Staniaszek-Kik, M., Żarnowiec, J. and Chmura, D.*. 2019. The Effect of Forest Management Practices on the Deadwood Resources and Structure in Protected and Managed Montane Forests During Tree-stand Reconstruction after a Dieback of Norway Spruce. Baltic F

   Forest management practices can not only influence the amount of deadwood but also the proportions of particular elements. In addition, deadwood resources can depend on the forest community and the dominant tree species. The goal of the present paper was to compare the number of logs, stumps and snags and their volume between the protected and managed forests and among the forest communities in the Karkonosze Mts. after a huge dieback of Picea abies. A massive decline of Norway spruce has been observed since the 1980s. The protected forests belong to the Karkonosze National Park and the managed forests are situated in its buffer zone. A total of 1366 elements of coarse woody debris (CWD) were included in the study. They were distributed on 180 study plots (10 m × 10 m) that were randomly selected. Among the deadwood elements, spruce Picea abies dominated (80.3%) tree species followed by beech Fagus sylvatica (14.3%). More logs were found in the protected forest (57.3%) than in the managed forests (42.7%). More of the snags and stumps were found in the managed forests, 56.9% and 52.8%, respectively, then in the protected forests, 43.1% and 47.2%, respectively. The mean volume of CWD was ca. 114 m3 ha-1 in the protected forests, whereas it was ca. 70 m3 ha-1 in the managed forests. The differences in the number of particular elements of CWD between the forests of different statuses were biased by differences among the types of forest community. The mean number of stumps per study plot was the highest in the planted spruce forest and in the natural spruce-fir forest. The mean volume of logs and snags was the highest in specific forest communities (beech forest and subalpine spruce forest, respectively) in the protected part, whereas the mean volume of stumps was higher in the managed beech forests. Regardless of how the deadwood was deposited, this was a positive phenomenon that contributed to maintaining biodiversity.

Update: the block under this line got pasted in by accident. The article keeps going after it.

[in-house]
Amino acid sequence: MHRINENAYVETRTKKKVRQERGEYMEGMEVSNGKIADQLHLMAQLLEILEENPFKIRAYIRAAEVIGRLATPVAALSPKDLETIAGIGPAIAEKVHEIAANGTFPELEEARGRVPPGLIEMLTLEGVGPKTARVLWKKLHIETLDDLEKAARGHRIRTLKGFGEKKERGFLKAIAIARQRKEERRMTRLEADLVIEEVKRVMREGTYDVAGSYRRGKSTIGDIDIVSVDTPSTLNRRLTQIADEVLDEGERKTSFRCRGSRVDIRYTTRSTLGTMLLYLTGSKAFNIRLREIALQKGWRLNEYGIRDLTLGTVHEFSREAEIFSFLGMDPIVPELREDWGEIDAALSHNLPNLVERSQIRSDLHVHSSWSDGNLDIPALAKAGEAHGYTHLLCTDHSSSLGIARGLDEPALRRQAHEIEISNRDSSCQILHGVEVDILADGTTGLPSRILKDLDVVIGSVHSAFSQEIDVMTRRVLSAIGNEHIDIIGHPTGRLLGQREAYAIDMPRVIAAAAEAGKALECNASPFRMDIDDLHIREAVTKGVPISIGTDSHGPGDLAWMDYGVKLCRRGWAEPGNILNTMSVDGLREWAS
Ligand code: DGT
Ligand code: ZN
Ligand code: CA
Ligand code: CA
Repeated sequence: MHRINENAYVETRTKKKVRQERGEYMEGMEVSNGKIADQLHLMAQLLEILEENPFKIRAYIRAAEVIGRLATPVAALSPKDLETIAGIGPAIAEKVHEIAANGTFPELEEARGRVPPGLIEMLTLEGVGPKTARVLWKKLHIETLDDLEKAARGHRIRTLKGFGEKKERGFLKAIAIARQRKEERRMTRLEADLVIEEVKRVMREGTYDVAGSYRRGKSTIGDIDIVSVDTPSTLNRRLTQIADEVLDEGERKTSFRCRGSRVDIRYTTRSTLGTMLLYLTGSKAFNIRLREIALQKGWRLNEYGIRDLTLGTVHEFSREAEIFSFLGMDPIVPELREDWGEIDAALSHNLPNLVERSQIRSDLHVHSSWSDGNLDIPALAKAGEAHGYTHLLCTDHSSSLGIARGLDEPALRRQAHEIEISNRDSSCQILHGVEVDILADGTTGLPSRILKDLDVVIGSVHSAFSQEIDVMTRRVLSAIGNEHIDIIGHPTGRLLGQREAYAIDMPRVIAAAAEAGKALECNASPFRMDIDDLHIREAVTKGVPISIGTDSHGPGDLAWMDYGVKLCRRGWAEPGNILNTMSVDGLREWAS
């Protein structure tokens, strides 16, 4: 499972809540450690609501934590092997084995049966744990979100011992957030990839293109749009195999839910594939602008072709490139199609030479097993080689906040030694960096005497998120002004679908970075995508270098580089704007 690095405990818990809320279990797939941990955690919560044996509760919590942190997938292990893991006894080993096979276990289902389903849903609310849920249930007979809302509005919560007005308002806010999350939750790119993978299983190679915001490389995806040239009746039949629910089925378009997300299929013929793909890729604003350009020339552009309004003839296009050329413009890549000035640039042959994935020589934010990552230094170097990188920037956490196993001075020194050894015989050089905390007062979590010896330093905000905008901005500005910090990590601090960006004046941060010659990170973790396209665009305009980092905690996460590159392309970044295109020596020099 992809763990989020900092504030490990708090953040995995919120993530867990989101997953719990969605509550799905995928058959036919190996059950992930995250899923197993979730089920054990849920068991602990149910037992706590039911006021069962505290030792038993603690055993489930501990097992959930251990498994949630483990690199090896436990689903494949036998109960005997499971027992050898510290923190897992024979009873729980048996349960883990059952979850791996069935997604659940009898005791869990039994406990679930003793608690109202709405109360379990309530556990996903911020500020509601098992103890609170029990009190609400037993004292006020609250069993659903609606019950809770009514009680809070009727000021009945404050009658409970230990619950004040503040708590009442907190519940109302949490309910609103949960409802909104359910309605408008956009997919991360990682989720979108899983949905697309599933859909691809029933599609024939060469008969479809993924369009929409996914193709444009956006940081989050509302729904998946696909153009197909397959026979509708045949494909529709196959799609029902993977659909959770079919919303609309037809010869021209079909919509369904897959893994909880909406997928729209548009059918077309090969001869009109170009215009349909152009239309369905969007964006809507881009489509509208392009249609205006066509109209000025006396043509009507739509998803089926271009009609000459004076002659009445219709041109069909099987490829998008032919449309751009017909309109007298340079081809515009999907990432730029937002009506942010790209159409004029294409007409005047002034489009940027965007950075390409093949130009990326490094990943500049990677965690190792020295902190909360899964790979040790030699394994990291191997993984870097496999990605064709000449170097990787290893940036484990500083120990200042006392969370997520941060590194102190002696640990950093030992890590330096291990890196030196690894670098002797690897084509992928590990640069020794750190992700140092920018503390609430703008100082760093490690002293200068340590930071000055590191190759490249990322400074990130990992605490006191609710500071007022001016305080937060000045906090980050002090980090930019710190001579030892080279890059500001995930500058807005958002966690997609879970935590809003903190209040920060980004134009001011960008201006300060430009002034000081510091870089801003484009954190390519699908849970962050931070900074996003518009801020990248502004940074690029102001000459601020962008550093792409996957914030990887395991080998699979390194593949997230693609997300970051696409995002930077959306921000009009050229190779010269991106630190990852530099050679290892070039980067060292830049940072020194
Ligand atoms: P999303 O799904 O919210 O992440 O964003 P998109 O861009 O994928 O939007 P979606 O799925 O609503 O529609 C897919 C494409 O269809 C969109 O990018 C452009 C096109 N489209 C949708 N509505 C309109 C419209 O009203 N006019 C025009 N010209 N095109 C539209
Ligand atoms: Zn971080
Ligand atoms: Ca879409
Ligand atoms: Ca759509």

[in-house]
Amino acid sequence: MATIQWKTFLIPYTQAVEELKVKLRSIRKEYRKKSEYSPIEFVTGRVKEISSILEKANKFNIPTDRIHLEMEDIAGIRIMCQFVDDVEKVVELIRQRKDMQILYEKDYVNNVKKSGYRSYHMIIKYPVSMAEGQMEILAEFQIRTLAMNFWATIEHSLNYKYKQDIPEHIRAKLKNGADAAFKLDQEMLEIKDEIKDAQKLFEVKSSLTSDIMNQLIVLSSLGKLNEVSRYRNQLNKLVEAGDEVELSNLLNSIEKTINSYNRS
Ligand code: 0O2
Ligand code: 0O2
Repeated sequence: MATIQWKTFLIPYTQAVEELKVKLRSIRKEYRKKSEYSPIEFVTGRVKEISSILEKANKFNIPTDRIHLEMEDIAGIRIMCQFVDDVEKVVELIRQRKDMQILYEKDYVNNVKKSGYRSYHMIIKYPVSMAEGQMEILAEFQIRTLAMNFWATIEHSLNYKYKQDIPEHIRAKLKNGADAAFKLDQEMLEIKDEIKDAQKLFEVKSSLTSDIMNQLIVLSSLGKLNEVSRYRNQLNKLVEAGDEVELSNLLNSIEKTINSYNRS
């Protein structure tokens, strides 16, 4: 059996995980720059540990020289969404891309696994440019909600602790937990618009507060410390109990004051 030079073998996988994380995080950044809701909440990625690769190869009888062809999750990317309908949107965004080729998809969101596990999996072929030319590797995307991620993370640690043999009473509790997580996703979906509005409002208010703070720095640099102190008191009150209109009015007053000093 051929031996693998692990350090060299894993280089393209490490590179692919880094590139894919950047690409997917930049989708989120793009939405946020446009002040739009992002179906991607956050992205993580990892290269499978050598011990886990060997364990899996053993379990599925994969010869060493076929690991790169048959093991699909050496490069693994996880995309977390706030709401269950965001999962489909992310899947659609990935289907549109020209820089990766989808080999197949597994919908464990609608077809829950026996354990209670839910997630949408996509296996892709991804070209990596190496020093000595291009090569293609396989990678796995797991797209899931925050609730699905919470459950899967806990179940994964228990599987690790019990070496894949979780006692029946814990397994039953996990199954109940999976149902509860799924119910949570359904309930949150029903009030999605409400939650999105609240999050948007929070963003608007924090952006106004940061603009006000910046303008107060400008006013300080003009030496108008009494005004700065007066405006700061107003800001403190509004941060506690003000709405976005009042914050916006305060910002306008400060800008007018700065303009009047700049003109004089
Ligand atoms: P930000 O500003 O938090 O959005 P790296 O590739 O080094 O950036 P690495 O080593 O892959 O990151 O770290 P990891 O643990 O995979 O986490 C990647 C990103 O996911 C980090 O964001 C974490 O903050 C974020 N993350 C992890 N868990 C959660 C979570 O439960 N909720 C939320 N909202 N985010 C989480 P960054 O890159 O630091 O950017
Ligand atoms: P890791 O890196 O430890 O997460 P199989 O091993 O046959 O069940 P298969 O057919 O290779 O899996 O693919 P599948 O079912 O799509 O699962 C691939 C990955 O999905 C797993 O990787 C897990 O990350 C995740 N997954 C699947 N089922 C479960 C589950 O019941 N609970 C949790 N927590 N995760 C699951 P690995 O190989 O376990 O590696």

Keywords: dead trees, coarse woody debris, decay stage, fallen trees, stumps, snags